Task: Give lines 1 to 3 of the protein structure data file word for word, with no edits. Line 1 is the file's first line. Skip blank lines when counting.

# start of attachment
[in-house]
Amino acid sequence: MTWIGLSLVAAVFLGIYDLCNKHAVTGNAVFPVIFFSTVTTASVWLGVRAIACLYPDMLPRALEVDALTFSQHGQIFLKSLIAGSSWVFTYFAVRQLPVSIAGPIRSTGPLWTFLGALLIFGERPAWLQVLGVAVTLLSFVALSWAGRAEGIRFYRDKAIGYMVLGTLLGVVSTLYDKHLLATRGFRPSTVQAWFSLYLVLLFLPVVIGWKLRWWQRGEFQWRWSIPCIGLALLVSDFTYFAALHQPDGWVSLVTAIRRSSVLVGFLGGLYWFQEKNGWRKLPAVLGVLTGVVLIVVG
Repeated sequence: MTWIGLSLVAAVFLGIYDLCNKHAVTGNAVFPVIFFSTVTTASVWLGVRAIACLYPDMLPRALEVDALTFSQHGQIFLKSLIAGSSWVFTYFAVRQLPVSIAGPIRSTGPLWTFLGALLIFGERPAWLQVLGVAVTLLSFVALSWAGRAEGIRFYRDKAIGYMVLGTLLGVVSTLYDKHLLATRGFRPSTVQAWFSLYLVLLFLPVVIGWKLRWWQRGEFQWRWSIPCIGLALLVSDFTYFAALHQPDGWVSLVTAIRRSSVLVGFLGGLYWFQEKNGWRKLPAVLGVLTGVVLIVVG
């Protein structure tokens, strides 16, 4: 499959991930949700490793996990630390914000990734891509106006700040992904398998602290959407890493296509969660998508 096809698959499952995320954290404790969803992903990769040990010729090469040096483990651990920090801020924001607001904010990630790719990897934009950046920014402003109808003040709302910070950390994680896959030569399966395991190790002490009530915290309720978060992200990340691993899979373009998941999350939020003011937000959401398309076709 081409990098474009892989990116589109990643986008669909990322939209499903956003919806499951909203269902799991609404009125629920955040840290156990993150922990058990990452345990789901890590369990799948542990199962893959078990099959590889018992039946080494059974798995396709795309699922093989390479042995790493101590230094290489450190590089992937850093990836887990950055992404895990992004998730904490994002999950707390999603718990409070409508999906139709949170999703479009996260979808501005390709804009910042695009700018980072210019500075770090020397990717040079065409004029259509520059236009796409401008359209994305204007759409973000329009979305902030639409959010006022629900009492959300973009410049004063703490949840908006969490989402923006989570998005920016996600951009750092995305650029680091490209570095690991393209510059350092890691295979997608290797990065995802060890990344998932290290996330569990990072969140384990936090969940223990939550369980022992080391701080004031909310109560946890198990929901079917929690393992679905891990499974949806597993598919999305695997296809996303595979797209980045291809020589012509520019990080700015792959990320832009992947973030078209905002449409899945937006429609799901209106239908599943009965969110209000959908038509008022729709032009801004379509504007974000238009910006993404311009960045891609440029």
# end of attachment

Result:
[in-house]
Amino acid sequence: MTWIGLSLVAAVFLGIYDLCNKHAVTGNAVFPVIFFSTVTTASVWLGVRAIACLYPDMLPRALEVDALTFSQHGQIFLKSLIAGSSWVFTYFAVRQLPVSIAGPIRSTGPLWTFLGALLIFGERPAWLQVLGVAVTLLSFVALSWAGRAEGIRFYRDKAIGYMVLGTLLGVVSTLYDKHLLATRGFRPSTVQAWFSLYLVLLFLPVVIGWKLRWWQRGEFQWRWSIPCIGLALLVSDFTYFAALHQPDGWVSLVTAIRRSSVLVGFLGGLYWFQEKNGWRKLPAVLGVLTGVVLIVVG
Repeated sequence: MTWIGLSLVAAVFLGIYDLCNKHAVTGNAVFPVIFFSTVTTASVWLGVRAIACLYPDMLPRALEVDALTFSQHGQIFLKSLIAGSSWVFTYFAVRQLPVSIAGPIRSTGPLWTFLGALLIFGERPAWLQVLGVAVTLLSFVALSWAGRAEGIRFYRDKAIGYMVLGTLLGVVSTLYDKHLLATRGFRPSTVQAWFSLYLVLLFLPVVIGWKLRWWQRGEFQWRWSIPCIGLALLVSDFTYFAALHQPDGWVSLVTAIRRSSVLVGFLGGLYWFQEKNGWRKLPAVLGVLTGVVLIVVG